Mid-Round Spotlight – Jack Driscoll, OT, Auburn

Sam Penix
Sam is a massive Cleveland sports fan who has covered the city's agony since 2016. He is fond of the Cavaliers and Indians, but his true passion is for the Browns and the NFL Draft.

The 2020 NFL Draft is filled with great prospects at offensive tackle, to the point where teams could very well be finding starting-caliber players into the third round and beyond. One of those players is Auburn senior Jack Driscoll, who has moved onto many radars after a good Combine performance.


Driscoll graduated from Massachusets with a bachelor’s in hospitality and tourism, and transferred to Auburn to pursue his master’s. He started nine games as freshman for the minutemen and has started every game since. 



On tape, Driscoll does appear to have decent athleticism, and he surprised at the NFL Combine. His 5.02 40-yard dash ranked fourth among all lineman, and his 114″ broad jump was fifth-best. He’s not a freak athlete, but he is agile enough to be a starting tackle in the NFL. He can mirror speed rushers well and moves well at the second level in the run game.


Because of his experience, Driscoll has a good understanding of the OT position. He reads rushers well and isn’t often surprised. He reacts quickly to stunts and fakes and knows where to look in the run game.


Driscoll possesses nimble feet that help him to quickly get out of his stance and into his pass sets, even against speed rushers. He had little trouble with Alabama’s Terrell Lewis, a potential first-round pick.


Jack Driscoll has played a lot of football, and he’s played it well. In each season of his career, Driscoll’s Pro Football Focus pass-block grade improved, all the way to 86.3 in 2019. Over 829 pass-block snaps at Auburn, Driscoll allowed only one sack, two hits, and 19 hurries.


Can overset at times

This was particularly prevalent against LSU in 2019. When he knows his opponent is quick, Driscoll can tend to get into his pass set too quickly, leaving himself open to an inside counter. He’s athletic enough to the point where he doesn’t need to have a major advantage off the snap. This is a simple fix that can help him reduce a lot of his pressures.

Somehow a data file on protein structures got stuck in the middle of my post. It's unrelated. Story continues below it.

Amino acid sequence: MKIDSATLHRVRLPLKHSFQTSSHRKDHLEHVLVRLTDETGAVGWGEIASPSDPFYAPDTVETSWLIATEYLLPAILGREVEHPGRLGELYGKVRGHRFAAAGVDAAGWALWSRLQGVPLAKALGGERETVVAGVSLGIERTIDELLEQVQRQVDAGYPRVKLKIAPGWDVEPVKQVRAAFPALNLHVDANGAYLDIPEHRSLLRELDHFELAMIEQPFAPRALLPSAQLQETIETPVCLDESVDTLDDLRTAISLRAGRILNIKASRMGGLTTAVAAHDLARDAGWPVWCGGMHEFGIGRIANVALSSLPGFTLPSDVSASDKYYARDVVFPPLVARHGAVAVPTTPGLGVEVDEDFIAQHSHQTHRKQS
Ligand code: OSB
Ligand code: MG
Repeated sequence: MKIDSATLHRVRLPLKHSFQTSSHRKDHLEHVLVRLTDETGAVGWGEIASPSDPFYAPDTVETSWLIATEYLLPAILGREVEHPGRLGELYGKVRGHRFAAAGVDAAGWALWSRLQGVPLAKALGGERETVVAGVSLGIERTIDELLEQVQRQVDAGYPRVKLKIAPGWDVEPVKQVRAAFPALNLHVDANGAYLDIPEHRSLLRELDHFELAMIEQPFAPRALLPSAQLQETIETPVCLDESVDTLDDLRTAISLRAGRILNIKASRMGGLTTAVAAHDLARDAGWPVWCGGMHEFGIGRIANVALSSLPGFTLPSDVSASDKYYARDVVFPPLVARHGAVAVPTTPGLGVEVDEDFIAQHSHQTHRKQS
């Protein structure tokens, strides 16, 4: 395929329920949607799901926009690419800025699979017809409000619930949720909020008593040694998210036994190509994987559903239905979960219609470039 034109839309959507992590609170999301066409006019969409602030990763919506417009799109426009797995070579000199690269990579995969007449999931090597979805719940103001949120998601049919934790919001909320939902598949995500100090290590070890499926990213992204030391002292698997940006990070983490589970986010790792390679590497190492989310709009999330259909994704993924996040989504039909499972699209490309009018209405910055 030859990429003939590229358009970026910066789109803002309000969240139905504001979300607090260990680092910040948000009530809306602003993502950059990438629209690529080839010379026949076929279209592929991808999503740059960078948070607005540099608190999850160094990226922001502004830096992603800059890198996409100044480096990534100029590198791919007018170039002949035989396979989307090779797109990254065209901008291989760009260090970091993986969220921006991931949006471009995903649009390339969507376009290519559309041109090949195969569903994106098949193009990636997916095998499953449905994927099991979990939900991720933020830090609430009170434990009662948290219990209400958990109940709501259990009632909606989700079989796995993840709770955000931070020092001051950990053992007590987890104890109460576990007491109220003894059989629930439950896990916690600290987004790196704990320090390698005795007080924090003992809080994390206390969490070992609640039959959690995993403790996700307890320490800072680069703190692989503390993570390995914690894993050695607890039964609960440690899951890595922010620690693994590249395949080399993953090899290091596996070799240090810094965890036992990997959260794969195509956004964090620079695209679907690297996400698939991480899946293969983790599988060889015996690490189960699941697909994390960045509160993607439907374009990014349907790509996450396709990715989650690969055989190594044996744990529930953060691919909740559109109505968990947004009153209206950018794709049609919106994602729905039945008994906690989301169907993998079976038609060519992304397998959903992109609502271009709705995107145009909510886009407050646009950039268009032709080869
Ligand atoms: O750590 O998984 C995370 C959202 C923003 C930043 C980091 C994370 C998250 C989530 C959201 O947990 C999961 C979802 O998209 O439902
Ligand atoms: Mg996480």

Whether he’s trying to move defenders in the run game, or matching up with a power end, Jack Driscoll’s lack of strength is apparent. He stands 6’5″ 306lbs, so he’s already thinner than you’d like, but it’s possible to be thin but still strong. Driscoll lacks a good anchor and is not a people-mover. He needs to add mass and strength to his frame before he sees time in the pros.

Run blocking

As mentioned earlier, Driscoll knows how to get in position in the run game, but he’s unable to generate push. If he’s able to simply prevent the defender from gaining any ground, it’s a win for Driscoll. Pass blocking will always be more important than run blocking, but if Driscoll can’t do it against college competition, how will he be able to in the NFL? His lack of strength again is his biggest weakness (no pun intended), and must be addressed before he starts.


Jack Driscoll has good height for a tackle, but his arms are only 33″ long. This only exasperates his issue with strength, as once defenders get their hands into Driscoll’s chest and lock their arms, it’s almost impossible for him to avoid being driven back. This could mean he is forced to move inside to guard in the NFL, but given how desperate teams are for solid tackles, he should get a chance to prove himself on the outside first. Worst-case scenario he is a long-term guard with the ability to play tackle in an emergency.


Driscoll is athletic but he lacks elite explosiveness. This hurts him in the run game as he can’t generate the immediate power he needs to blow defenders off the line. This is something that can be mitigated if he can fix his other issues, as there are plenty of successful lineman who don’t have the greatest first step.

Bottom Line on Jack Driscoll

Jack Driscoll has some faults in his game, but he was able to overcome them to have a very good college career, in the SEC no less. He will be pushed down the board due to the sheer amount of OL talent in this class, but in the third or fourth round, some team is going to be very happy he fell into their lap. Will he be a Pro Bowler? Probably not. But he should end up as a consistent if unspectacular pass protector, which every team wants.

Read about more O-linemen stealing the show at the NFL Combine.

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